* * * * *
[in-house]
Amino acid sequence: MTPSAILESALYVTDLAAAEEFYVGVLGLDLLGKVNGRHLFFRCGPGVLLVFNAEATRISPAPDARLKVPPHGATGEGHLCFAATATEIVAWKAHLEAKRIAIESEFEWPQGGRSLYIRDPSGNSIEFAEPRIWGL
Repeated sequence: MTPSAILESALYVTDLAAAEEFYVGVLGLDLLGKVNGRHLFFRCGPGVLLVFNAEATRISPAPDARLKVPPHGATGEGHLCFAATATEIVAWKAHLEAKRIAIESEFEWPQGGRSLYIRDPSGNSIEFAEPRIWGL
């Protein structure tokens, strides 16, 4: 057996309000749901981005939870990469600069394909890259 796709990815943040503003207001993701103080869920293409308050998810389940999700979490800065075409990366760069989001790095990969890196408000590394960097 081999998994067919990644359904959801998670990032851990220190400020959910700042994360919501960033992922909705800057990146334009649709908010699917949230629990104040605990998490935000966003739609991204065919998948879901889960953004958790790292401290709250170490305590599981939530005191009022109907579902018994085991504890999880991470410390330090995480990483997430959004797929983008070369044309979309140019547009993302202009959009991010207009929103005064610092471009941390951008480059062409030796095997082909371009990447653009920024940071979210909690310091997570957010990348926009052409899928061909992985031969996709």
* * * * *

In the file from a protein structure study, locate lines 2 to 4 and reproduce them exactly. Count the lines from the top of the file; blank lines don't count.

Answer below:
Amino acid sequence: MTPSAILESALYVTDLAAAEEFYVGVLGLDLLGKVNGRHLFFRCGPGVLLVFNAEATRISPAPDARLKVPPHGATGEGHLCFAATATEIVAWKAHLEAKRIAIESEFEWPQGGRSLYIRDPSGNSIEFAEPRIWGL
Repeated sequence: MTPSAILESALYVTDLAAAEEFYVGVLGLDLLGKVNGRHLFFRCGPGVLLVFNAEATRISPAPDARLKVPPHGATGEGHLCFAATATEIVAWKAHLEAKRIAIESEFEWPQGGRSLYIRDPSGNSIEFAEPRIWGL
């Protein structure tokens, strides 16, 4: 057996309000749901981005939870990469600069394909890259 796709990815943040503003207001993701103080869920293409308050998810389940999700979490800065075409990366760069989001790095990969890196408000590394960097 081999998994067919990644359904959801998670990032851990220190400020959910700042994360919501960033992922909705800057990146334009649709908010699917949230629990104040605990998490935000966003739609991204065919998948879901889960953004958790790292401290709250170490305590599981939530005191009022109907579902018994085991504890999880991470410390330090995480990483997430959004797929983008070369044309979309140019547009993302202009959009991010207009929103005064610092471009941390951008480059062409030796095997082909371009990447653009920024940071979210909690310091997570957010990348926009052409899928061909992985031969996709």